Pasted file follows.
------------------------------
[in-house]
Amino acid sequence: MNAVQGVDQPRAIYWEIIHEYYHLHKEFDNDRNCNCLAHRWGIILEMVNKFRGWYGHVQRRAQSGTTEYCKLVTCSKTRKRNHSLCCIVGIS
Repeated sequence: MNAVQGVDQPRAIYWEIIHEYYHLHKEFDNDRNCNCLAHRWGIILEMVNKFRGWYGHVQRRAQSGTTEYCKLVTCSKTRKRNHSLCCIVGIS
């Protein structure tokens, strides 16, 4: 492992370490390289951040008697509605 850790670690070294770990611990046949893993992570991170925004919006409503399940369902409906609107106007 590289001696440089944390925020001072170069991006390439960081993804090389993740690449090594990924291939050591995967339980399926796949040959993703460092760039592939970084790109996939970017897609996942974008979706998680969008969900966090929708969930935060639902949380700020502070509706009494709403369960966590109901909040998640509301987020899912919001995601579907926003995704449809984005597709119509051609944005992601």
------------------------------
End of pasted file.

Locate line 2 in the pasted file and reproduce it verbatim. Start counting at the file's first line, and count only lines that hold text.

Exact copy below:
Amino acid sequence: MNAVQGVDQPRAIYWEIIHEYYHLHKEFDNDRNCNCLAHRWGIILEMVNKFRGWYGHVQRRAQSGTTEYCKLVTCSKTRKRNHSLCCIVGIS